Living together without marrying in British Columbia is going to become a lot more complicated on March 18, 2013. The BC Government will put into effect a new version of the Family Law Act on that day, changing what living together has meant in law for the past 35 years.
Under the new law, any couple who have lived together (“cohabited”) for two years will be treated as a married couple in terms of a number of key rights if the relationship ends. Each of the two people will have the same rights they would have if they were married. This means that debts and assets will be divided equally between the two, and after the couple separate it will be possible to claim for spousal support and a share of common property.
Excluded from the equal division will be pre-relationship property, inheritances, and gifts.
Couples thinking of living together or already in a residential arrangement but not yet at the two-year mark should give serious thought to reaching a cohabitation agreement in which both partners fully disclose all of their debts and all of their assets. As Lawyer Alison Sawyer says, the wealthier of the two often has money tucked away for a rainy day that the other doesn’t know about. If there is not full disclosure and one of the partners is a lot more wealthy than the other partner knows, the poorer partner would be unlikely to want to give up the right to share that wealth if the relationship fails.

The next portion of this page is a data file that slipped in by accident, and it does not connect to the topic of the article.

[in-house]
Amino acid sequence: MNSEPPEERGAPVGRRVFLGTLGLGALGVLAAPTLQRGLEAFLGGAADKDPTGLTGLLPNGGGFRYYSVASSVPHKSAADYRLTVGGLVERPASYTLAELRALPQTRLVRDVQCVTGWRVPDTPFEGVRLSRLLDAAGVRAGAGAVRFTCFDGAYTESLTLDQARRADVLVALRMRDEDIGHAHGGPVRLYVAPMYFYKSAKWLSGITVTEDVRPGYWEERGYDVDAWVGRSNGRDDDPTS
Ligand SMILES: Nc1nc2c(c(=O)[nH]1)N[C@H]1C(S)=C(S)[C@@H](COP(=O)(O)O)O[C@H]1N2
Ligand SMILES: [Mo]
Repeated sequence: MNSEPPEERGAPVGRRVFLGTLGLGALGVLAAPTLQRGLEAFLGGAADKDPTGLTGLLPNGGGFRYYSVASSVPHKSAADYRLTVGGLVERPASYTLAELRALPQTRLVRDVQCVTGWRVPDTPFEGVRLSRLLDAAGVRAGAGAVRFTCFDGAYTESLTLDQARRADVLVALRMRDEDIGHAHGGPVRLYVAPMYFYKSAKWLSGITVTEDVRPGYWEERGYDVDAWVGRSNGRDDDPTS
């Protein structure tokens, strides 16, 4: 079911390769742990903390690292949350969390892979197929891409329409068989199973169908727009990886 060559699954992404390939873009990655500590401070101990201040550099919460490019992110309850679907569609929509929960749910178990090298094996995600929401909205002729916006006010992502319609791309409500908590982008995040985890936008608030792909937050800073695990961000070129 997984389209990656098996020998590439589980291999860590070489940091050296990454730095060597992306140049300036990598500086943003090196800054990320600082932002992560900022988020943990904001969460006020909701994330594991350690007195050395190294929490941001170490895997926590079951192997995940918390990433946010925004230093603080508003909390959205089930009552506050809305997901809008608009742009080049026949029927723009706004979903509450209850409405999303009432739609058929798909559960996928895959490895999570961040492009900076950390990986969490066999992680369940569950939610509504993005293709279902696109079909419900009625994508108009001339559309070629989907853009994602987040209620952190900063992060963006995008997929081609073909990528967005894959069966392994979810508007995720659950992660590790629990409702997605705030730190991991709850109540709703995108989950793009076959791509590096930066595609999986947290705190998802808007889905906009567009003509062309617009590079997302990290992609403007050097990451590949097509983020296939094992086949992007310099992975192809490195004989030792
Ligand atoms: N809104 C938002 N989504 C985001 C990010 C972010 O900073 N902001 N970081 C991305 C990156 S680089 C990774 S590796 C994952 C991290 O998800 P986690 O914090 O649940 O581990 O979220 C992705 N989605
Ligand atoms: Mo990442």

Sawyer comments. “Have a full and frank discussion about your finances and your willingness to share or not share. That’s not what people want to hear, but lawyers never tell people what they want to hear.”
* a Cohabitation/Prenuptial/Marriage Agreement for heterosexual couples,
* a Cohabitation/Prenuptial/Marriage Agreement for Same-Sex Couples, as well as
* a Jointly Acquired Asset Agreement, and
* a Separately Acquired Asset Agreement.
Blank, ready to be filled-forms are included on a CD.
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